The Mélange is a competition pitting chefs’ creations against one another in categories such as salad, seafood, beef, and dessert. Each dish is judged based predominately on presentation and taste. However, factors such as practicality — winning dishes must be served on restaurant menus for at least a month — and creativity also are considered.
But beyond the judging room, the throngs of curious eaters may choose to sample the smorgasboard of culinary fare. The tastes are unlimited until the food runs out. And samples of beer, wine and coffee are included in the $40 price. Not a bad deal. It’s why Mélange, organized by the Haywood County Chamber of Commerce, has become such a popular event.
“We have more entries than we’ve ever had before,” said CeCe Hipps, the chamber’s executive director.
Returning to the competition will be chef Doug Weaver, former owner of Wildfire Fine Food and Drink in Waynesville. Wildfire closed and Weaver is opening a new restaurant called Sweet Onion around the corner in the Morris Compounding Pharmacy building. The new menu will be a country/Asian mix — think fried chicken and ahi tuna.
“It’s a little all over the place,” Weaver said. “I’ve stopped trying to describe it. When I try to describe it people give me a funny look.”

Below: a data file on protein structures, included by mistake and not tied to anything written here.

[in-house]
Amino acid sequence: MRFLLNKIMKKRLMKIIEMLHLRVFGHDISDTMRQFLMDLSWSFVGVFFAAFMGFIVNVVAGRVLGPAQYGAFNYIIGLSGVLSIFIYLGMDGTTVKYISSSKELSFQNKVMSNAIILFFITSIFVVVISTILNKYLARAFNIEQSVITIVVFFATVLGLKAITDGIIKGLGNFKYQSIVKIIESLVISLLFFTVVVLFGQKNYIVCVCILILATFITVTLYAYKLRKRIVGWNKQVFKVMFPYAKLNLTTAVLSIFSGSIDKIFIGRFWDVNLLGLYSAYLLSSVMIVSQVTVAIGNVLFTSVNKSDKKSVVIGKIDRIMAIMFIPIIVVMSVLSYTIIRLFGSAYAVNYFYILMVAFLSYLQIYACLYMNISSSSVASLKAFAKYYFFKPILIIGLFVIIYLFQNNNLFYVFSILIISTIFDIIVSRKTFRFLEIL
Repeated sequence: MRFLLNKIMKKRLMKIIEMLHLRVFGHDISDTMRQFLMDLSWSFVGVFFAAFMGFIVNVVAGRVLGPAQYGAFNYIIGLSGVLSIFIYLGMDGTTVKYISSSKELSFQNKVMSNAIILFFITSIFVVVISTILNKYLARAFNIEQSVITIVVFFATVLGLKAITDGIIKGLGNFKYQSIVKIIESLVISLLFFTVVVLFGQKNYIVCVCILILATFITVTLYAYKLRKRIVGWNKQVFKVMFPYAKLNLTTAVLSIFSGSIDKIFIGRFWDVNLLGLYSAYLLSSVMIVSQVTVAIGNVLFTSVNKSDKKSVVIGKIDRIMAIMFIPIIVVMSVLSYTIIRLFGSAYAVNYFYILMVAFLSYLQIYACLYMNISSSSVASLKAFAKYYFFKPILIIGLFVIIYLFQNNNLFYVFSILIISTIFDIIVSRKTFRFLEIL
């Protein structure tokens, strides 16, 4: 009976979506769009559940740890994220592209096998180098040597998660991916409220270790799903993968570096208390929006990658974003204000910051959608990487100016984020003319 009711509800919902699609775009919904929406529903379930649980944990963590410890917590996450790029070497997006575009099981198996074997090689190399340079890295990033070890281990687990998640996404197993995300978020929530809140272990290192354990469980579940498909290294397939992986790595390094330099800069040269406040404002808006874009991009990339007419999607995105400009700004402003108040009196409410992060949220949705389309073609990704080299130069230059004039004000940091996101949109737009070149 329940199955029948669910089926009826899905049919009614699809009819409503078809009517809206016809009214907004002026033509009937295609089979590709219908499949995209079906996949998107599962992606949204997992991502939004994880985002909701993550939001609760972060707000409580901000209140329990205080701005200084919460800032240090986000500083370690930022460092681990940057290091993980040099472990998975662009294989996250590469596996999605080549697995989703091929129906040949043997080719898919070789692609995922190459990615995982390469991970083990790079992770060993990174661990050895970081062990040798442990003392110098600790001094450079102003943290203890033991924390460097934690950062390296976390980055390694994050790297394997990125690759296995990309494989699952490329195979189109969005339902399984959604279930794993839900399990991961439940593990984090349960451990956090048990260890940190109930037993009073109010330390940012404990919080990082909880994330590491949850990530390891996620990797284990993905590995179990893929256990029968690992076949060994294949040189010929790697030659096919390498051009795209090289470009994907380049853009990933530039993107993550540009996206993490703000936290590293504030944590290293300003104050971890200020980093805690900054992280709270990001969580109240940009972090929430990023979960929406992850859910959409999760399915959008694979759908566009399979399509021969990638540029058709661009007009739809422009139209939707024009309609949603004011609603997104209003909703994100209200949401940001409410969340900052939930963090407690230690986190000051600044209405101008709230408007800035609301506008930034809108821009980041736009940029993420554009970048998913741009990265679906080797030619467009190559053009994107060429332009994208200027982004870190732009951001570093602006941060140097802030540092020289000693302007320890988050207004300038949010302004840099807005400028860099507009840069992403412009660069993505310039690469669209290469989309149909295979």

Weaver, who has taken top honors at the previous to Mélange competitions, said he has been spending his time picking out paint samples and furniture for the new restaurant. Sweet Onion is set to open in five weeks and it has been the priority.
“Because we don’t have a kitchen, we really don’t have all that much stuff,” Weaver said.
He’s planning to enter a soup and a dessert, but “besides that I don’t think we’re going to do much more.”
But Weaver isn’t in it just to win anyway. He doesn’t think of the Mélange as a competition. Rather it’s a way to support the community, help spread the word about his restaurant, and perhaps attract some attention for the local restaurant industry.
A newcomer to the competition is chef Paul Meyer of The Oaks Restaurant in Whittier. Meyer will be entering the salad, soup, seafood and fowl categories.
“I’m excited but nervous at the same time,” Meyer said.
The hardest part of the competition is that the chefs are not cooking in their own kitchens. And while making food ahead of time might be easier in some ways, keeping it fresh and hot to serve to judges would be a challenge. Consequently, part of the competition is choosing what can be brought and what must be made on site
“We’ll be cooking most of the judges food right there on the spot,” Meyer said.
There’s also the challenge of presenting the dishes to the public. At least one of Meyer’s dishes, a southern seafood benedict, will have to be modified. The judges’ plate will feature a poached egg. But making 300 or so poached eggs on demand is a little much.
Meyers also will be entering a roasted vegetable soup, a summer salad with blood orange glazed duck, and a spin on the traditional for dessert.
“A rice pudding for dessert – but it’s real different,” Meyer said.
The pudding will feature sweetened coconut with a peach coulee.
In order to accommodate the number of anticipated guests, organizers have rented vans to assist in transporting guests from the Balsam Mountain Inn’s lower parking lot to the entrance. Also, there will be a tent and tables outside this year for guests to enjoy their samples.
Tickets to the Mélange are $40 ($35 for Chamber of Commerce members) and may be purchased by calling 828.456.3021.